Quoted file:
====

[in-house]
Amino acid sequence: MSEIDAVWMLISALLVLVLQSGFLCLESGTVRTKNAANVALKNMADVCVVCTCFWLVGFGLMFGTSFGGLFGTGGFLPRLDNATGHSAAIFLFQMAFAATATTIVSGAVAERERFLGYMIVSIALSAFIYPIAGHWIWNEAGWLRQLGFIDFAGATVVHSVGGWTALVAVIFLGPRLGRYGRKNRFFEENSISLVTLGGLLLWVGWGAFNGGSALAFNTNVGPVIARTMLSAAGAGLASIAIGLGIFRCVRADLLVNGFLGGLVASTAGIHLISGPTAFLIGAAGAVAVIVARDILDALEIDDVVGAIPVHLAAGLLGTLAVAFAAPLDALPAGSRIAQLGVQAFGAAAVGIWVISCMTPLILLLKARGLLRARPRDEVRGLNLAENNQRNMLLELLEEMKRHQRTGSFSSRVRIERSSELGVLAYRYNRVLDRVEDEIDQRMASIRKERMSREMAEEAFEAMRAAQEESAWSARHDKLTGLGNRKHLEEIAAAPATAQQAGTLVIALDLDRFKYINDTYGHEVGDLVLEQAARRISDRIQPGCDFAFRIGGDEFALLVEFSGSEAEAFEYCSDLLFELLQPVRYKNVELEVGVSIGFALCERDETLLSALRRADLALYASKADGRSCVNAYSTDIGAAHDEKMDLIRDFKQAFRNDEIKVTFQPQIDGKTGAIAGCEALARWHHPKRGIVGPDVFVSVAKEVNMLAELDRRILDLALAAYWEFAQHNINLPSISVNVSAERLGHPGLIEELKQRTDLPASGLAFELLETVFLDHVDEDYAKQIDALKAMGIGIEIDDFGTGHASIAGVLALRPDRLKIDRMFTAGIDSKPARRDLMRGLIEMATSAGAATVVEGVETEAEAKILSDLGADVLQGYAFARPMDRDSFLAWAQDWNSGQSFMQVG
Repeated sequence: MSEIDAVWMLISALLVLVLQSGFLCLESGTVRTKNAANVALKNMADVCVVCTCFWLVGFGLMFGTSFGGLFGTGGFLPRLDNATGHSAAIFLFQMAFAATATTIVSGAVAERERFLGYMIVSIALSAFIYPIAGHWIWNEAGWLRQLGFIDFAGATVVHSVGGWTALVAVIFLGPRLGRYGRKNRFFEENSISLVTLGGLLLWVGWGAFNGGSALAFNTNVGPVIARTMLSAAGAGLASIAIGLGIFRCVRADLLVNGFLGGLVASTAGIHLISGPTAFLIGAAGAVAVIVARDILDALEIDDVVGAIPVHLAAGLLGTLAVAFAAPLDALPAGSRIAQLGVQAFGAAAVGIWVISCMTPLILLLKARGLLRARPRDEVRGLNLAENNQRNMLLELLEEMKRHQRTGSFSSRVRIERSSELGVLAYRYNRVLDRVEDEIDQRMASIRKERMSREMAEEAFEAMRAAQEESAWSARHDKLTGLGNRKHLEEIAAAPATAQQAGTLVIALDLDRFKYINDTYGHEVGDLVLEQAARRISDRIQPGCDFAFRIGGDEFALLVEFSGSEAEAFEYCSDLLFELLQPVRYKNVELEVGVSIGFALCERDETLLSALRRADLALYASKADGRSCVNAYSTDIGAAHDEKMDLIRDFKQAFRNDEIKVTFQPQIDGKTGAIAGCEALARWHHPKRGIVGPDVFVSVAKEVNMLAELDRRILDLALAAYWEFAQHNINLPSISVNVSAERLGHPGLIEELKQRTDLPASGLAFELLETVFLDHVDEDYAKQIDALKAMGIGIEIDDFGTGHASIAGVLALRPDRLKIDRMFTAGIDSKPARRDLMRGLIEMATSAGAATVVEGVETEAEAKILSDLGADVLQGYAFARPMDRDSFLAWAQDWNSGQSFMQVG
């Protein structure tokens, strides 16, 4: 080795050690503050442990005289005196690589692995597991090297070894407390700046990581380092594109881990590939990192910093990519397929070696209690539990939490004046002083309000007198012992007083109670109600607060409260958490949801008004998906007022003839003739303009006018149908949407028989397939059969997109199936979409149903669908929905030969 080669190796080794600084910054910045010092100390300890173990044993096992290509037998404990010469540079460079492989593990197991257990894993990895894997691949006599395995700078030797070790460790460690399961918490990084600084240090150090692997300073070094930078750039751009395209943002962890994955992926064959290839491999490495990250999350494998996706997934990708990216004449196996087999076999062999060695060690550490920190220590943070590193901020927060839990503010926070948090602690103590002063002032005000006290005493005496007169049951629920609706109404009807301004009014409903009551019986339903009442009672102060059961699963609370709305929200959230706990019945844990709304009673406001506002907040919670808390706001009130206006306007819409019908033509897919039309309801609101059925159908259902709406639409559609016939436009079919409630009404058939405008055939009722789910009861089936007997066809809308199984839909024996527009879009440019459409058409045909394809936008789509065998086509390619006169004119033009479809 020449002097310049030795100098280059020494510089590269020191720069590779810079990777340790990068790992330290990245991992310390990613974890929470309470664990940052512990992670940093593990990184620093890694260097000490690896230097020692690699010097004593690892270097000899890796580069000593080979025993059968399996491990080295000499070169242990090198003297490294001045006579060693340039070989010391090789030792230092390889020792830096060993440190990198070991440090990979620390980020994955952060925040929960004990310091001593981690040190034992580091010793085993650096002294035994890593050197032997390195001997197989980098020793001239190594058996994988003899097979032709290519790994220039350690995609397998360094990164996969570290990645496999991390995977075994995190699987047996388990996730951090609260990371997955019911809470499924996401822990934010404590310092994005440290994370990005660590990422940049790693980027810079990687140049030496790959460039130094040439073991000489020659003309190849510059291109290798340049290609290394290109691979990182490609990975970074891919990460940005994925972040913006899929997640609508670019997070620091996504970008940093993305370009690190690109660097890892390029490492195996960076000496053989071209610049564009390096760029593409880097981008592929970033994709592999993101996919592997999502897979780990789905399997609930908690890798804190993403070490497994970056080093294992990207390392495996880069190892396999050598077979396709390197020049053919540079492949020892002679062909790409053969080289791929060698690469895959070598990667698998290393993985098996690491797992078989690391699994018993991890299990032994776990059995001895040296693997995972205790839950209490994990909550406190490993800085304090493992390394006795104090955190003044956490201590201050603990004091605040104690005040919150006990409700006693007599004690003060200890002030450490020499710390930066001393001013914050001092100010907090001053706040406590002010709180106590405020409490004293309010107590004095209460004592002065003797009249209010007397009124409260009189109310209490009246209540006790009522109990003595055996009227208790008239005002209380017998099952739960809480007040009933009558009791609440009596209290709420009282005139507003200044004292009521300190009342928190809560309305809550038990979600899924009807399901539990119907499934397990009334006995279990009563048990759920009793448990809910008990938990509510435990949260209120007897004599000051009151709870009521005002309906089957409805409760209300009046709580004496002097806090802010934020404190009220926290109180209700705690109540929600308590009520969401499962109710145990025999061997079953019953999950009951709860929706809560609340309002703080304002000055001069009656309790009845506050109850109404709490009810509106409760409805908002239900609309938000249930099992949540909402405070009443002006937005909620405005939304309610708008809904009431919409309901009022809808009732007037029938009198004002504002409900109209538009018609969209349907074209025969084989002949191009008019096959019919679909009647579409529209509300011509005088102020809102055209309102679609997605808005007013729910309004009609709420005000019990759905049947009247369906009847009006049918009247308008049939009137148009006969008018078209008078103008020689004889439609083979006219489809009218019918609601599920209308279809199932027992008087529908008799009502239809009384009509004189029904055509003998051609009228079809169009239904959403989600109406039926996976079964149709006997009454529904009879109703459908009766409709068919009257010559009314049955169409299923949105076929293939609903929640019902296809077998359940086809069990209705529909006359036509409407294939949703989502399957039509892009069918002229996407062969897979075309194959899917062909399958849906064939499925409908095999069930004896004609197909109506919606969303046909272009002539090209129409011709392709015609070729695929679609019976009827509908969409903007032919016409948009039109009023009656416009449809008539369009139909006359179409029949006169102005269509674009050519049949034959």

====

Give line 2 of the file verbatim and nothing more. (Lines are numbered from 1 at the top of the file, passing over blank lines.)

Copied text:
Amino acid sequence: MSEIDAVWMLISALLVLVLQSGFLCLESGTVRTKNAANVALKNMADVCVVCTCFWLVGFGLMFGTSFGGLFGTGGFLPRLDNATGHSAAIFLFQMAFAATATTIVSGAVAERERFLGYMIVSIALSAFIYPIAGHWIWNEAGWLRQLGFIDFAGATVVHSVGGWTALVAVIFLGPRLGRYGRKNRFFEENSISLVTLGGLLLWVGWGAFNGGSALAFNTNVGPVIARTMLSAAGAGLASIAIGLGIFRCVRADLLVNGFLGGLVASTAGIHLISGPTAFLIGAAGAVAVIVARDILDALEIDDVVGAIPVHLAAGLLGTLAVAFAAPLDALPAGSRIAQLGVQAFGAAAVGIWVISCMTPLILLLKARGLLRARPRDEVRGLNLAENNQRNMLLELLEEMKRHQRTGSFSSRVRIERSSELGVLAYRYNRVLDRVEDEIDQRMASIRKERMSREMAEEAFEAMRAAQEESAWSARHDKLTGLGNRKHLEEIAAAPATAQQAGTLVIALDLDRFKYINDTYGHEVGDLVLEQAARRISDRIQPGCDFAFRIGGDEFALLVEFSGSEAEAFEYCSDLLFELLQPVRYKNVELEVGVSIGFALCERDETLLSALRRADLALYASKADGRSCVNAYSTDIGAAHDEKMDLIRDFKQAFRNDEIKVTFQPQIDGKTGAIAGCEALARWHHPKRGIVGPDVFVSVAKEVNMLAELDRRILDLALAAYWEFAQHNINLPSISVNVSAERLGHPGLIEELKQRTDLPASGLAFELLETVFLDHVDEDYAKQIDALKAMGIGIEIDDFGTGHASIAGVLALRPDRLKIDRMFTAGIDSKPARRDLMRGLIEMATSAGAATVVEGVETEAEAKILSDLGADVLQGYAFARPMDRDSFLAWAQDWNSGQSFMQVG